Abstract: The water, food and energy nexus is a framework for considering sustainability. The nexus acknowledges that food, energy and water shortages are interrelated and suggests that solutions to these issues should be interrelated as well. The proposed design seeks to link food waste reuse, renewable energy and water purification in keeping with this philosophy. Drinkable water is increasingly rare; waterborne diseases kill millions and lower the quality of life for billions more every year. Boiling water is a traditional means of water purification, but it is costly and produces air pollution. Solar distillation is the chosen method of water purification for this design because it is effective in purifying water without contributing to greenhouse gases. In a still, evaporated water leaves behind contaminates and resulting water vapor forms droplets on a condensing surface. These droplets roll down the condensing surface towards the channel designated for the removal of treated water. Solar power is an abundant and clean source of energy but it is intermittent in its effectiveness. The proposed design seeks to enhance the effectiveness of a solar still with the addition of a compost-heat exchanger. As much as thirty percent of waste produced by Americans consists of plant waste from food and yards. Composting is a means of keeping the valuable nutrients from this waste out of landfills so that it can be used for future crops. Aerobic composting of organic materials can produce temperatures as high as 80⁰ C in the compost pile. A heat exchanger consisting of a tube that runs along one wall of the compost bin, can transfer some of this heat to contaminated water in the tube. The preheated water can then be pumped into the solar still which will increase the rate of evaporation within the still and even continue distillation when solar power is unavailable.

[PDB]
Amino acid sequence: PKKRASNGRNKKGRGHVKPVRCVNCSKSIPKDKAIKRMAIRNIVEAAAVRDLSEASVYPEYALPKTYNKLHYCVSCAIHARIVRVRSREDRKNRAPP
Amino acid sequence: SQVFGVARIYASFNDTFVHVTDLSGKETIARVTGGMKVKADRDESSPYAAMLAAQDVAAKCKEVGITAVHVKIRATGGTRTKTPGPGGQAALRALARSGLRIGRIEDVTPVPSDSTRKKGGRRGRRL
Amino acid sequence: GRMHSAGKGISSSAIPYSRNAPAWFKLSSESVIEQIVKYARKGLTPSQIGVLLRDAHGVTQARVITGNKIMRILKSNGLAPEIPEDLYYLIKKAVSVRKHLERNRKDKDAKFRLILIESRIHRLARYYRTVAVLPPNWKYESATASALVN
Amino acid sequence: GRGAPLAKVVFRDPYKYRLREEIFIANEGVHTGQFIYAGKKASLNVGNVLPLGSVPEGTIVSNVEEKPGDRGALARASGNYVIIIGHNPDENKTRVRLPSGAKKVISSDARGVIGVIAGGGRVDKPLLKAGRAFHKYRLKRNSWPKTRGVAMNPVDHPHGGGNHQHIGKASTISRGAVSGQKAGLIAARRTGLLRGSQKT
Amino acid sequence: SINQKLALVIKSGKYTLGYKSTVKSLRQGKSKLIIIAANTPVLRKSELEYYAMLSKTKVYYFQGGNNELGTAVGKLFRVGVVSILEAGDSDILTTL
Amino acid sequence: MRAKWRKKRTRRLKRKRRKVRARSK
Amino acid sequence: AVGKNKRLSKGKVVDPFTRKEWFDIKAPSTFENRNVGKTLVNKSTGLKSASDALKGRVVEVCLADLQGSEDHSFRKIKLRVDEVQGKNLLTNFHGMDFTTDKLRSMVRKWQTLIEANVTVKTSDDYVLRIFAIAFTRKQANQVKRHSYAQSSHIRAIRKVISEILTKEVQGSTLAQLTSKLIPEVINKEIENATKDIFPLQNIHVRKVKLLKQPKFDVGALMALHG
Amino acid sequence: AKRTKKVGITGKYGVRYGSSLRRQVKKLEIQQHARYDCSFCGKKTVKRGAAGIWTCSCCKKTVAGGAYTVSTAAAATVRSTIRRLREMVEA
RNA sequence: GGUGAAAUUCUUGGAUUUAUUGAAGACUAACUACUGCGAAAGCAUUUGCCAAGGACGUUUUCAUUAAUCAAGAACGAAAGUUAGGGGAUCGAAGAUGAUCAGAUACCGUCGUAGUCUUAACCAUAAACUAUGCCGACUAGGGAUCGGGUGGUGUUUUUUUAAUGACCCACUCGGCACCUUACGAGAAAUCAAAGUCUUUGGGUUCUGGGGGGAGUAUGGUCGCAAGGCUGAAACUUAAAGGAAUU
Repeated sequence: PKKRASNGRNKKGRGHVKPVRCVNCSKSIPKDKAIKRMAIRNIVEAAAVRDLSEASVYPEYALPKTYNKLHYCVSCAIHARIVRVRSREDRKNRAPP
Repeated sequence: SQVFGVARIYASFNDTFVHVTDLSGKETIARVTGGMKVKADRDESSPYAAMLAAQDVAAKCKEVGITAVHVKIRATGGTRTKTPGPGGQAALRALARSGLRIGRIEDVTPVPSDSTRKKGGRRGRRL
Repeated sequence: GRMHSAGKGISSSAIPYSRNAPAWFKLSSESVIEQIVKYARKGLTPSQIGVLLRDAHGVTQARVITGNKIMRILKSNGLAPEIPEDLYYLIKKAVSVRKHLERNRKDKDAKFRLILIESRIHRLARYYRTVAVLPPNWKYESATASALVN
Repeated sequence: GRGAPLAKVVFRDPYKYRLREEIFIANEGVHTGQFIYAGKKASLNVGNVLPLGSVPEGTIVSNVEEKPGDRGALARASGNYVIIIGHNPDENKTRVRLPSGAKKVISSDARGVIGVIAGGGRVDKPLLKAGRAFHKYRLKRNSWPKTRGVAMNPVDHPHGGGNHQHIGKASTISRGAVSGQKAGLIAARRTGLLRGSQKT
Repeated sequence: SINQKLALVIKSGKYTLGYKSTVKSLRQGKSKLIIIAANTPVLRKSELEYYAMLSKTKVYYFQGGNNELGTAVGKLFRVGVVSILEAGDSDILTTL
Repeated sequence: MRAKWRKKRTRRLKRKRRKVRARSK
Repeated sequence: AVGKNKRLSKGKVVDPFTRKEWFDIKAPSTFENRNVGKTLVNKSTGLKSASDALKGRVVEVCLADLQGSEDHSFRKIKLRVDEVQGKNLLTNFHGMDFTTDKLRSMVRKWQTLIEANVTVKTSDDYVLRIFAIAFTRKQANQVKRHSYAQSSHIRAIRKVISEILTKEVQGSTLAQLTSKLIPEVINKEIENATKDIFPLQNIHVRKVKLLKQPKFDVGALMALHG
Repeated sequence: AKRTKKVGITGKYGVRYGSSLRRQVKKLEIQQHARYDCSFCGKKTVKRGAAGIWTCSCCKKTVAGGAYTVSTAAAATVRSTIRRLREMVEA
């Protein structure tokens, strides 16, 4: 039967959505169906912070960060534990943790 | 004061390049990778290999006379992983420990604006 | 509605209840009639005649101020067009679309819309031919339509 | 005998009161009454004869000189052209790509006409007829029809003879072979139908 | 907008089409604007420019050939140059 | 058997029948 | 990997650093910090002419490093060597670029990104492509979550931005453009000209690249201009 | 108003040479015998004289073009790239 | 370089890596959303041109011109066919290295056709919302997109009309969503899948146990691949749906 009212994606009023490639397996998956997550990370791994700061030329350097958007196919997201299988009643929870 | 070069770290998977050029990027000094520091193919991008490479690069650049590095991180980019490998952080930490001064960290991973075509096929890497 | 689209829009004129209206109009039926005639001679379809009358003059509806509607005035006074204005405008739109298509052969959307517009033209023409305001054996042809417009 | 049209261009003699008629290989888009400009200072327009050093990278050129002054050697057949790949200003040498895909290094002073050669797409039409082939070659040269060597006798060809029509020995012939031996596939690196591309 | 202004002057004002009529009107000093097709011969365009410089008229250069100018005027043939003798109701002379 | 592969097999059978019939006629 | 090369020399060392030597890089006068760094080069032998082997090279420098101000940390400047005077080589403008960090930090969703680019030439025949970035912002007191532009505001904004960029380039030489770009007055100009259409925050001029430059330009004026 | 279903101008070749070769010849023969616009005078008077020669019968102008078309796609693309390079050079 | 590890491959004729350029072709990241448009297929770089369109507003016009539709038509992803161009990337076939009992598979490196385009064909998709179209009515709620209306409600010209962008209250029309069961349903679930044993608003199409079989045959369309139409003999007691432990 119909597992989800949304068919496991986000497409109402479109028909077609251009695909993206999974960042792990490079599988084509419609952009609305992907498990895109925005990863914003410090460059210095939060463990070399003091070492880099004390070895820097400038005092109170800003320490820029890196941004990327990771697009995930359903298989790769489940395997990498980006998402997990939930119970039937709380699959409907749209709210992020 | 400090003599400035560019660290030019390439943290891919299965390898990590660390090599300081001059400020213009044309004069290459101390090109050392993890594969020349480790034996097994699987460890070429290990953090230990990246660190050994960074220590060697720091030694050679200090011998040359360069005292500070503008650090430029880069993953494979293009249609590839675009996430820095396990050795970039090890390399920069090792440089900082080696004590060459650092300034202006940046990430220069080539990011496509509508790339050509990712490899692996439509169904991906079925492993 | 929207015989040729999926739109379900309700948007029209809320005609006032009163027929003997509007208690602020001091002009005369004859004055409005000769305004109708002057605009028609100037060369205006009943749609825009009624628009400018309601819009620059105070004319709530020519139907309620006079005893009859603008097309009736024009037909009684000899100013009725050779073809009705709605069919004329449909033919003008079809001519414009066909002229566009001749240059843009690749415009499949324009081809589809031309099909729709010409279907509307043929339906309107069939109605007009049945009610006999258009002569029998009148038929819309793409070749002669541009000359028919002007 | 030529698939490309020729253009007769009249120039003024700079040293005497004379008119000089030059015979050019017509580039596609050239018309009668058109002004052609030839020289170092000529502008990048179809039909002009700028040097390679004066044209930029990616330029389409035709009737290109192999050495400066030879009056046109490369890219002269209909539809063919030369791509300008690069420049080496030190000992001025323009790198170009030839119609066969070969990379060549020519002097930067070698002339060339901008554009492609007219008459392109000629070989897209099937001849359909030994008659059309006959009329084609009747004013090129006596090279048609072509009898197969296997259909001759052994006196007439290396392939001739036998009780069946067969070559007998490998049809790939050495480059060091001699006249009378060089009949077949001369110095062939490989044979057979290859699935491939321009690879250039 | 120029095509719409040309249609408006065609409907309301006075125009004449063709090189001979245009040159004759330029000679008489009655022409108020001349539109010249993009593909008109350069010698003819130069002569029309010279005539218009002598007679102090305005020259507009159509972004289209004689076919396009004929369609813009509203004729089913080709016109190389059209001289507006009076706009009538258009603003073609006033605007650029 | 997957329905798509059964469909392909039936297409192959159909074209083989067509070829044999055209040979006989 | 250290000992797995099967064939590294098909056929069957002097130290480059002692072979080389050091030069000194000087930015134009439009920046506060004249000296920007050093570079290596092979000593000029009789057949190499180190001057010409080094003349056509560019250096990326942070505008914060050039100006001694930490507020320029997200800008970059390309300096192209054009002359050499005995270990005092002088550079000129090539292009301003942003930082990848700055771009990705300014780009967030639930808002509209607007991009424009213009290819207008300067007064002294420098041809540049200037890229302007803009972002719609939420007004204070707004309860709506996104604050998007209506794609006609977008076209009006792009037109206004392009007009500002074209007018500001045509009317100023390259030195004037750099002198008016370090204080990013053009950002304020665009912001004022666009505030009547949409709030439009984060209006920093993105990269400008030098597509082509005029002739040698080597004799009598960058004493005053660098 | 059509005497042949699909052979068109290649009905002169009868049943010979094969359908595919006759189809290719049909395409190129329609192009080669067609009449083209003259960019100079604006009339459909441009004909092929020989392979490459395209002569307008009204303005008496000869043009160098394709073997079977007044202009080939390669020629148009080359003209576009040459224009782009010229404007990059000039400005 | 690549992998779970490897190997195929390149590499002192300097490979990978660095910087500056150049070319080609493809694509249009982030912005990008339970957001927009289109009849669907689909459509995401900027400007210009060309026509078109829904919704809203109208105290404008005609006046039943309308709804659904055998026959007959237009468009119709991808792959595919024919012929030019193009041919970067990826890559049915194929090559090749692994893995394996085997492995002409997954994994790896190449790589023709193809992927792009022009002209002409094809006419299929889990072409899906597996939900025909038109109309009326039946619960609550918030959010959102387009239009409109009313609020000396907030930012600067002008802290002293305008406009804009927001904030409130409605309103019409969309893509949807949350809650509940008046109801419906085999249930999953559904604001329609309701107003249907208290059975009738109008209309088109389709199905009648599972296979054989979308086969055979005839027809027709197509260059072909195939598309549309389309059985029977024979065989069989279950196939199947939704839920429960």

Faculty Mentor: Emmanuel Nsofor, Mechanical Engineering